#4 Superstitions of Mexico: Spill out salt

The most common omen is spilling salt on the table or floor. It originates from the ancient times when people paid with salt, which made people afraid to spill it. This condiment became a means of payment that produced the term “salary”, so no one liked to share it. That is why, at present, if someone spills the salt it is synonymous with bad luck and it is believed that they will experience bad times.

Consequently, in different towns the salt shaker is not usually passed by hand or moved too much. Although the new generations go through something if the salt is spilled or not.

#5 Superstitions of Mexico: Black Cat

The most classic superstition is that of the black cat. Catholicism adopted the black cat as a negative symbol representing the embodiment of evil and the devil. There are those who still think that a black cat that crosses the road brings bad luck and they have to take care of themselves.

#6 Superstitions of Mexico: Open an umbrella indoors

In the middle of a rain there is a need to cover oneself with an umbrella to avoid getting wet, it is also used to reduce high exposure to the sun. Regardless of the reasons, some Mexicans tend to open their umbrellas before going outside and close them after entering the house. Others, on the other hand, prefer that the umbrella not be left open indoors because it is something that brings bad luck to the home.

The explanation for this superstition is that most of the times an umbrella was opened at home, valuables such as a vase, pictures and centerpieces were broken. This is how you avoid doing this so it doesn’t happen again.

#7 Superstitions of Mexico: Touch Wood

One superstition that brings good luck is knocking on wood. This act comes from an ancient divinatory rite: people could know if a wish would be fulfilled by throwing a stone into a well. If it produced bubbles, the wish would come true.

As a result, if you knock on wood today after making a positive statement, then you will have good luck. Historians explain that in ancient times the gods lived in wood, therefore, it brings good luck to the superstitious.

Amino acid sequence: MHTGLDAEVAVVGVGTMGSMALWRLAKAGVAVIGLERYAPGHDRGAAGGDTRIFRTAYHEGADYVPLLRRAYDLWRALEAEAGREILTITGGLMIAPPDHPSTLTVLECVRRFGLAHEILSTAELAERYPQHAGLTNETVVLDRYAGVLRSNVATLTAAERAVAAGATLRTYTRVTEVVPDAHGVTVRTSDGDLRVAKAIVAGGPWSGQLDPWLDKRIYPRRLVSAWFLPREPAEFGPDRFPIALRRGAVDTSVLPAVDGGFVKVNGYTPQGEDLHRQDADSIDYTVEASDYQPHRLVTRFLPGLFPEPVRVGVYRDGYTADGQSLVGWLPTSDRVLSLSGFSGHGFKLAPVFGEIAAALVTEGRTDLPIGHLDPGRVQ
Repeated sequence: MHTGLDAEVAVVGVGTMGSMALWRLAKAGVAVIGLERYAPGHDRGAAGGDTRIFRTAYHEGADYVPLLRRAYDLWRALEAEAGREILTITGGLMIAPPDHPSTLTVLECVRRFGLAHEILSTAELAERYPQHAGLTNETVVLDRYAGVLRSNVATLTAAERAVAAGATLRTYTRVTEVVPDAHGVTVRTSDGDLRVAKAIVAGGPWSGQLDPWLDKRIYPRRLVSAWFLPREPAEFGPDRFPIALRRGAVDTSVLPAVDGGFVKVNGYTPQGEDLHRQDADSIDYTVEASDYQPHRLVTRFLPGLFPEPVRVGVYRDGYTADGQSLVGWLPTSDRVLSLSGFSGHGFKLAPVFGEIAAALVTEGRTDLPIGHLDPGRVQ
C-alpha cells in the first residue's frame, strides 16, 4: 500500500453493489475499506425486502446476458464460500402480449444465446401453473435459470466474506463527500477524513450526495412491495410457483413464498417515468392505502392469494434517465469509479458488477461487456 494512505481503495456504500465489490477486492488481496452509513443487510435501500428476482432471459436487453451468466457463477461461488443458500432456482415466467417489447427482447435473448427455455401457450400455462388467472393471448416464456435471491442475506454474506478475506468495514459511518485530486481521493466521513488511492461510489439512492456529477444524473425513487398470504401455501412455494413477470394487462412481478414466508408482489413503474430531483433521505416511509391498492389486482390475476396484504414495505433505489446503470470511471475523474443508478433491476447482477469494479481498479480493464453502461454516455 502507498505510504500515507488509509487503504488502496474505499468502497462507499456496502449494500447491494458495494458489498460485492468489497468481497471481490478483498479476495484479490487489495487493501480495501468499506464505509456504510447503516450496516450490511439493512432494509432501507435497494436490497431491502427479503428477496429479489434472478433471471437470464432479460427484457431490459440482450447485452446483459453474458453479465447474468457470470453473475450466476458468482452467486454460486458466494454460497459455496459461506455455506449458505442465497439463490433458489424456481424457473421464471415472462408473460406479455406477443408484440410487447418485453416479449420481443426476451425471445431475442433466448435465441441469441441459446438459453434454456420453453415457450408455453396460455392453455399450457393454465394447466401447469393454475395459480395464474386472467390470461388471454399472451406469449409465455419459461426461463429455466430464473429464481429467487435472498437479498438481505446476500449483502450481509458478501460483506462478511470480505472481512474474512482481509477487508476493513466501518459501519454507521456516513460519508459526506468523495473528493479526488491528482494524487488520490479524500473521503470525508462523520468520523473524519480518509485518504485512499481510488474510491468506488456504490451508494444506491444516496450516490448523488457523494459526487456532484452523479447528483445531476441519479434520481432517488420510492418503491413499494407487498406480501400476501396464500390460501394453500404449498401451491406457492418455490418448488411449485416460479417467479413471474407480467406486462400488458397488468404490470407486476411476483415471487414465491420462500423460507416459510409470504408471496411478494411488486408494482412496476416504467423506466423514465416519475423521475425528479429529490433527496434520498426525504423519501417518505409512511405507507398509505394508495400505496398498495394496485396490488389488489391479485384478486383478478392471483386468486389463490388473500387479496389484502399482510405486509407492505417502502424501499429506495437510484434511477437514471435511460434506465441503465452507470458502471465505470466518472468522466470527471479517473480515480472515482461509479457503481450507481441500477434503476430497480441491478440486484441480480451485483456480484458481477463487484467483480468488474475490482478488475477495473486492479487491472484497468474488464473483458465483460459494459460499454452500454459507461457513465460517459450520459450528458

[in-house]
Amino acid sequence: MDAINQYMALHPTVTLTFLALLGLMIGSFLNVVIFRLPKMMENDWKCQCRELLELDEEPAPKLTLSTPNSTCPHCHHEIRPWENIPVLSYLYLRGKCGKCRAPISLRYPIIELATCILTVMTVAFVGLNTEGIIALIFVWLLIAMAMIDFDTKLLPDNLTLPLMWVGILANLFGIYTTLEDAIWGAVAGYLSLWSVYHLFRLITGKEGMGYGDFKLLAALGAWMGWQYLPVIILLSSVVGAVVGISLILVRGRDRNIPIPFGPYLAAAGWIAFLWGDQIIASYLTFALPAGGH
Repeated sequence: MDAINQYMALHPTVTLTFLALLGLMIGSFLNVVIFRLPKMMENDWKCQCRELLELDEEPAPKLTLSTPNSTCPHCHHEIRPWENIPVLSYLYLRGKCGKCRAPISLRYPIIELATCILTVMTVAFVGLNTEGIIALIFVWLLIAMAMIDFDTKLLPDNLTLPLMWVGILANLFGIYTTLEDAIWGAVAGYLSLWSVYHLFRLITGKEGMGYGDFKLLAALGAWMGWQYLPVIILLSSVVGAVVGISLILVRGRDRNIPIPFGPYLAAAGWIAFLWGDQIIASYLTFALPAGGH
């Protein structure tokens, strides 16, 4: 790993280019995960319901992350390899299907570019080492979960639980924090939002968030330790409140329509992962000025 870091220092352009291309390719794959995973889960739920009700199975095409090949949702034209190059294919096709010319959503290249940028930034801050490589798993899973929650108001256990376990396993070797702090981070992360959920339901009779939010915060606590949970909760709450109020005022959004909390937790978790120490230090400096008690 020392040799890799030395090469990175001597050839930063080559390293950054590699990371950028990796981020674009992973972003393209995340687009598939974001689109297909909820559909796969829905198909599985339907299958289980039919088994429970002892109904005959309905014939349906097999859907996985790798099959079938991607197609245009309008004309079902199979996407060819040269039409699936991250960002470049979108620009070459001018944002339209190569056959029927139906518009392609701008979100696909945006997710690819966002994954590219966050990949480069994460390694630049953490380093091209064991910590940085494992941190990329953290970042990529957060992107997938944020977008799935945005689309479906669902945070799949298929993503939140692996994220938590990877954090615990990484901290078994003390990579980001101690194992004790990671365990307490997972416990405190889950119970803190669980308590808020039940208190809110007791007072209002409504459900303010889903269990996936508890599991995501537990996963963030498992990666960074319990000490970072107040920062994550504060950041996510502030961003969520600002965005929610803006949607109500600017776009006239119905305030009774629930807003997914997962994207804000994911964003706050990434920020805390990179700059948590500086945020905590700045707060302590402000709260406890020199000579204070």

#8 Superstitions of Mexico: To cross fingers

The gesture of crossing the fingers serves to ward off bad luck. It also expresses the oath to fulfill a promise. It is a practice that could originate in Christianity, where fingers were crossed in the form of a cross. It came from the need for Christians to identify with each other when they were persecuted centuries ago. With this gesture they could trust each other, help and protect each other.

#9 Superstitions of Mexico: Tuesday 13th

This superstition originates from the Last Supper of Jesus and his Twelve Apostles. Christ announces to them that his crucifixion will be due to the betrayal of one of them. For its part, Tuesday comes from the Roman God of War: Mars.

This is the explanation that when 13 people sit down to dinner, it is believed that one will die in less than twelve months. Or, that on Tuesday the 13th you don’t get married or embark.

Most common superstitions in Mexico Conclusion

We hope you liked this article regarding the most common superstitions in Mexico. Some of us will think that it is stupid to have superstitions but when it comes to playing the lottery, we want all the luck in the world to be on our side. What do you think of all this? Share your comments below.